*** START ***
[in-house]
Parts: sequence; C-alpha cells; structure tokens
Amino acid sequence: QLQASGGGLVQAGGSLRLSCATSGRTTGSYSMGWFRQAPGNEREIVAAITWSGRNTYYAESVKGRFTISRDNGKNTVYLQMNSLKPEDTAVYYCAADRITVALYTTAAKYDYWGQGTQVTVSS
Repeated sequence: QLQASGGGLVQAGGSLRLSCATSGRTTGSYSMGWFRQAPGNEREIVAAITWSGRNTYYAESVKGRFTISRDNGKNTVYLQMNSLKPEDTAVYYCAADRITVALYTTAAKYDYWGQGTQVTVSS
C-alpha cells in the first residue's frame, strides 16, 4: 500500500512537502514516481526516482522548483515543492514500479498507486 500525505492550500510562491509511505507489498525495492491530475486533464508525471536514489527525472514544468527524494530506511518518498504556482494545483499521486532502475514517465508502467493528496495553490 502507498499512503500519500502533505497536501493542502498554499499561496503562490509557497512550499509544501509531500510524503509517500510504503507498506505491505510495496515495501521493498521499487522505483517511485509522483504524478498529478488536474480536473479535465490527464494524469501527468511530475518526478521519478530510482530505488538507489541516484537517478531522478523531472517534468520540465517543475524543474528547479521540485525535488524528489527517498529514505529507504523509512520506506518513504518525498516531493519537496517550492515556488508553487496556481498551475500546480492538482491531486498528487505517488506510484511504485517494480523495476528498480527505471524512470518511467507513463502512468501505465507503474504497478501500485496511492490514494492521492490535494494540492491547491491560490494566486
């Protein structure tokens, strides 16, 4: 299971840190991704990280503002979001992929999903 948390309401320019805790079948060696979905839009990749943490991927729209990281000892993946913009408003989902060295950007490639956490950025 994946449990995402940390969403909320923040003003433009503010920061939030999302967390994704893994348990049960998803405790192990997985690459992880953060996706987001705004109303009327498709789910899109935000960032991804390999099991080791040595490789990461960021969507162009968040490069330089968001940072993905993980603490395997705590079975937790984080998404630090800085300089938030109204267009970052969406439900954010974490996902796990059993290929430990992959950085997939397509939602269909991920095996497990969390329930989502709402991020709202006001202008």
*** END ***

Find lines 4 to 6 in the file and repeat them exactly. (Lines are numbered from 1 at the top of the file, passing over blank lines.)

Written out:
Repeated sequence: QLQASGGGLVQAGGSLRLSCATSGRTTGSYSMGWFRQAPGNEREIVAAITWSGRNTYYAESVKGRFTISRDNGKNTVYLQMNSLKPEDTAVYYCAADRITVALYTTAAKYDYWGQGTQVTVSS
C-alpha cells in the first residue's frame, strides 16, 4: 500500500512537502514516481526516482522548483515543492514500479498507486 500525505492550500510562491509511505507489498525495492491530475486533464508525471536514489527525472514544468527524494530506511518518498504556482494545483499521486532502475514517465508502467493528496495553490 502507498499512503500519500502533505497536501493542502498554499499561496503562490509557497512550499509544501509531500510524503509517500510504503507498506505491505510495496515495501521493498521499487522505483517511485509522483504524478498529478488536474480536473479535465490527464494524469501527468511530475518526478521519478530510482530505488538507489541516484537517478531522478523531472517534468520540465517543475524543474528547479521540485525535488524528489527517498529514505529507504523509512520506506518513504518525498516531493519537496517550492515556488508553487496556481498551475500546480492538482491531486498528487505517488506510484511504485517494480523495476528498480527505471524512470518511467507513463502512468501505465507503474504497478501500485496511492490514494492521492490535494494540492491547491491560490494566486
């Protein structure tokens, strides 16, 4: 299971840190991704990280503002979001992929999903 948390309401320019805790079948060696979905839009990749943490991927729209990281000892993946913009408003989902060295950007490639956490950025 994946449990995402940390969403909320923040003003433009503010920061939030999302967390994704893994348990049960998803405790192990997985690459992880953060996706987001705004109303009327498709789910899109935000960032991804390999099991080791040595490789990461960021969507162009968040490069330089968001940072993905993980603490395997705590079975937790984080998404630090800085300089938030109204267009970052969406439900954010974490996902796990059993290929430990992959950085997939397509939602269909991920095996497990969390329930989502709402991020709202006001202008």